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World first buoy tech from Canada for testing offshore wind resource deployed in Taiwan

National Cheng Kung University deploys AXYS Technologies’ WindSentinel wind resource assessment buoy in Taiwan strait to measure Asian offshore wind resource for first time

AXYS Technologies said this is the world's first wind resource assessment buoy capable of gathering wind data offshore at turbine hub-height and across the blade span

The world's first wind resource assessment buoy, which has been developed in Canada, has been deployed in the Taiwan Strait. Taiwan's National Cheng Kung University (NCKU) has deployed the WindSentinel wind resource assessment buoy, which is manufactured by Canadian firm AXYS Technologies, in the strait of the Republic of China island.

The university, based in southern Taiwan, has launched the floating LiDAR, an offshore wind resource assessment buoy at Tainan Hydraulics Laboratory. The development from the Republic of China state makes it the first time laser wind sensing technology has been used to measure Asia offshore wind resources.

Reo Philips, AXYS director of operations, said: "This is the world's first wind resource assessment buoy capable of gathering wind data offshore at turbine hub-height and across the blade span.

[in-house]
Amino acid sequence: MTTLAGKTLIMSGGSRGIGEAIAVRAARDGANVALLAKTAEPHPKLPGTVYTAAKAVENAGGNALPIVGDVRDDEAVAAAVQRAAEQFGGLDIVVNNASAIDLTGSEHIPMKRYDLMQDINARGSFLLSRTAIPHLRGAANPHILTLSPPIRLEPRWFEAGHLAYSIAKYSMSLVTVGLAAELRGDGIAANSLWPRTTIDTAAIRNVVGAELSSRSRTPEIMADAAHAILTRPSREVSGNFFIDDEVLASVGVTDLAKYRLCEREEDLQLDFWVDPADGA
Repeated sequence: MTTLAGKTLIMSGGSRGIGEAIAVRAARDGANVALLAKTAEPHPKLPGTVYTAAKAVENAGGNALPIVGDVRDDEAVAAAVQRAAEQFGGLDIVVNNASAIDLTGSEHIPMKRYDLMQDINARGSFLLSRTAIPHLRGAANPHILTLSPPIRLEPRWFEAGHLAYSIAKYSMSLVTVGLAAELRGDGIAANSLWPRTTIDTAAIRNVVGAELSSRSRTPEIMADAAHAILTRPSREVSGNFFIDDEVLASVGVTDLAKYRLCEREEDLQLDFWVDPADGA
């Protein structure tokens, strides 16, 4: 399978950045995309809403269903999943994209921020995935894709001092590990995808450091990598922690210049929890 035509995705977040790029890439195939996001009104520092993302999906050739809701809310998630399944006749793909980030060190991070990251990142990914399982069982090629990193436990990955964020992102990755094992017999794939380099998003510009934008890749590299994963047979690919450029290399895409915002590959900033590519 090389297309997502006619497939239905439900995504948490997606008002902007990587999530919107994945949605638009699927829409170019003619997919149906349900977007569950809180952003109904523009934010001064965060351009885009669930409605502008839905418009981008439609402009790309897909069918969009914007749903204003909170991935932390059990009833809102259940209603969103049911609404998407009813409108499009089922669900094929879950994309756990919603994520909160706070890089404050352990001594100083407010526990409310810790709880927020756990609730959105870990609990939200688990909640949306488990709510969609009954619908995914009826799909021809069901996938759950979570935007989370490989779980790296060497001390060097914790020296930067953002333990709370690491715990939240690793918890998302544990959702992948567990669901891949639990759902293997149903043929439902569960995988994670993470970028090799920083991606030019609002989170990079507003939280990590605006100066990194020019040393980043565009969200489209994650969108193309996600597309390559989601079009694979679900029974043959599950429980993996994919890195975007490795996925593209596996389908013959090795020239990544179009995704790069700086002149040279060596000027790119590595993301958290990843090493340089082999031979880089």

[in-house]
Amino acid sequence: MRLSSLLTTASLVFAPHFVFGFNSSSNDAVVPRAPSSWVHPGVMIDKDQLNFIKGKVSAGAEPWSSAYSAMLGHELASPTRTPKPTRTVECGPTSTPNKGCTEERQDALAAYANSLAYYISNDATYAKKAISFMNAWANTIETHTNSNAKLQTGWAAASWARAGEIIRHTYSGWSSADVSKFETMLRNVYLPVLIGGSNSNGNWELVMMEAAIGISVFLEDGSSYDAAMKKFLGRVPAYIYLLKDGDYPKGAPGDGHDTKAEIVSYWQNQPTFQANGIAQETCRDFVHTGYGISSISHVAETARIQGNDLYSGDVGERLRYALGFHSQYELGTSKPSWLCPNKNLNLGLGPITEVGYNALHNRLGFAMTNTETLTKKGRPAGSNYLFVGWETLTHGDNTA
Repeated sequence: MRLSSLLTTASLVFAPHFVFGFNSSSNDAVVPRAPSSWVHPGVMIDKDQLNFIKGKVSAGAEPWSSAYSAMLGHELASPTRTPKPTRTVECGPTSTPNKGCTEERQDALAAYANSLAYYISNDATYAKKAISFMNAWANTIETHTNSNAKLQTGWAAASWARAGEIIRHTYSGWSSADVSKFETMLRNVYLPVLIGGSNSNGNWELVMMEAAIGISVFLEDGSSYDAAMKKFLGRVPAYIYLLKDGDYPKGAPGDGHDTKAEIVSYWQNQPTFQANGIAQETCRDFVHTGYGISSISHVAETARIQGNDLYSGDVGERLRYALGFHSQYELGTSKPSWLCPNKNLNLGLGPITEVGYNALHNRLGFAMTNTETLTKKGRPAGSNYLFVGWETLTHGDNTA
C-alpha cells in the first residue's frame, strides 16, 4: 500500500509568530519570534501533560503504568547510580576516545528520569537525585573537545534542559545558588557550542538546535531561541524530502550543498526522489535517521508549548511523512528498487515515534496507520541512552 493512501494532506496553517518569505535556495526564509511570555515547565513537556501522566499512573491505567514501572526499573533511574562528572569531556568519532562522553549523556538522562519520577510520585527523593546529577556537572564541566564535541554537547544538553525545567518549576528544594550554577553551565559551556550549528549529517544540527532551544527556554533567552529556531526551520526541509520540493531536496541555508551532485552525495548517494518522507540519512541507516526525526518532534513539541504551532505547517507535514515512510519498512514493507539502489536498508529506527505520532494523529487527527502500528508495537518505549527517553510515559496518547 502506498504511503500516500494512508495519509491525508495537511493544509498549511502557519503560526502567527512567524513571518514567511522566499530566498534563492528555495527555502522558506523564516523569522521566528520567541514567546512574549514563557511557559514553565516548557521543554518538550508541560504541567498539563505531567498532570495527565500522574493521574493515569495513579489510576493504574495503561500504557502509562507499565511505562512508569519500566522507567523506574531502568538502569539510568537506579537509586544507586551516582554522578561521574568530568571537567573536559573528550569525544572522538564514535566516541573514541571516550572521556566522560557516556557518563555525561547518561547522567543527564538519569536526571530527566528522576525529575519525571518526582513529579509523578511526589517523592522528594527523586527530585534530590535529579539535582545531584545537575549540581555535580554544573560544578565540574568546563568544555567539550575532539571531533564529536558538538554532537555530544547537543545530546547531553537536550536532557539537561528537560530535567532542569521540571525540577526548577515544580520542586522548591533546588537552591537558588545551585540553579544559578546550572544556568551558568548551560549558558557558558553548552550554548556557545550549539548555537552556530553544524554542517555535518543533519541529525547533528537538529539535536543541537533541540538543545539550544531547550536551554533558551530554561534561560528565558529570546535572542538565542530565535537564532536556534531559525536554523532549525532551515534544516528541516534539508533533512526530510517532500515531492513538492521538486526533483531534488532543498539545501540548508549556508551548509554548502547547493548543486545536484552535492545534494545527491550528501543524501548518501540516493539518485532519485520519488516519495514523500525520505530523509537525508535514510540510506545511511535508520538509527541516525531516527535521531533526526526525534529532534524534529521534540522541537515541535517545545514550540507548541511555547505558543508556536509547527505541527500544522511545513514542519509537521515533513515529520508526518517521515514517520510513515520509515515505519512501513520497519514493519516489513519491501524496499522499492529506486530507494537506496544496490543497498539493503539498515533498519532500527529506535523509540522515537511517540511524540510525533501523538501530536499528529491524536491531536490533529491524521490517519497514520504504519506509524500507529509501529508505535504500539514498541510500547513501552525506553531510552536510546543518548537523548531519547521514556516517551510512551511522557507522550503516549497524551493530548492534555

"Here in Taiwan, you have one of the best resources in Asia, possibly in the world, in the Taiwan Strait," he added. "You also have some of the best technology as recognised as a global leader in high-tech industry with very strong economy."

NCKU president Hwung-Hweng Hwung, said: "This will be the first time that laser wind sensing technology will be used on a floating platform to measure Asian offshore wind resources. It is the Asia No. 1 and world No.4 of floating LiDAR applications in wind profiler measurement at sea."

"The WindSentinel will provide extended season, real-time in-water data using the most advanced wind testing equipment," added Professor Ta-Hui Lin, the director of Master program of national science and technology program-energy (NSTPE) on offshore wind power.

Lin said, "The flexibility and mobility of the buoy and significant cost and time savings compared to constructing a meteorological tower with traditional anemometer instrumentation will provide a new level of highly mobile research capacity that is able to explore the potential of possible future offshore wind development on the Taiwan Strait."

The news from National Cheng Kung University follows other western technology being used to move forward renewable energy in Taiwan over the last six months. In December 2012, the European Marine Energy Centre (EMEC) in Scotland announced an international collaboration agreement to develop a marine energy test facility on the island.